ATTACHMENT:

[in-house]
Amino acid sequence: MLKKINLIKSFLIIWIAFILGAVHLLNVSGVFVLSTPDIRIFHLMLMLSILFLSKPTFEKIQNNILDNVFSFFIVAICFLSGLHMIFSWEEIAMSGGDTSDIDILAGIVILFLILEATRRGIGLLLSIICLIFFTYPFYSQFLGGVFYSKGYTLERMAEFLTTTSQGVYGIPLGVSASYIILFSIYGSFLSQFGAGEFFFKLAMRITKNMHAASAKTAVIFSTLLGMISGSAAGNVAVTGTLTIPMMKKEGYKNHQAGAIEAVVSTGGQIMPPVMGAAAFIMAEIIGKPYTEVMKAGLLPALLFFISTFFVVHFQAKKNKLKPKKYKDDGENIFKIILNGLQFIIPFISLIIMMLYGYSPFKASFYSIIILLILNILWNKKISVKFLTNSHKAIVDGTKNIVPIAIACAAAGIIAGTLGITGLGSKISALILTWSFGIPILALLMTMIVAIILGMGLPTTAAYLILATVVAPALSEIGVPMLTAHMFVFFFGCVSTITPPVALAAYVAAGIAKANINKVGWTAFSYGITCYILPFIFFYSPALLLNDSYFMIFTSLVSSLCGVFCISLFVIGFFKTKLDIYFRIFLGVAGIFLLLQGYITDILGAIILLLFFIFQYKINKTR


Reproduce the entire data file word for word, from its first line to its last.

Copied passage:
[in-house]
Amino acid sequence: MLKKINLIKSFLIIWIAFILGAVHLLNVSGVFVLSTPDIRIFHLMLMLSILFLSKPTFEKIQNNILDNVFSFFIVAICFLSGLHMIFSWEEIAMSGGDTSDIDILAGIVILFLILEATRRGIGLLLSIICLIFFTYPFYSQFLGGVFYSKGYTLERMAEFLTTTSQGVYGIPLGVSASYIILFSIYGSFLSQFGAGEFFFKLAMRITKNMHAASAKTAVIFSTLLGMISGSAAGNVAVTGTLTIPMMKKEGYKNHQAGAIEAVVSTGGQIMPPVMGAAAFIMAEIIGKPYTEVMKAGLLPALLFFISTFFVVHFQAKKNKLKPKKYKDDGENIFKIILNGLQFIIPFISLIIMMLYGYSPFKASFYSIIILLILNILWNKKISVKFLTNSHKAIVDGTKNIVPIAIACAAAGIIAGTLGITGLGSKISALILTWSFGIPILALLMTMIVAIILGMGLPTTAAYLILATVVAPALSEIGVPMLTAHMFVFFFGCVSTITPPVALAAYVAAGIAKANINKVGWTAFSYGITCYILPFIFFYSPALLLNDSYFMIFTSLVSSLCGVFCISLFVIGFFKTKLDIYFRIFLGVAGIFLLLQGYITDILGAIILLLFFIFQYKINKTR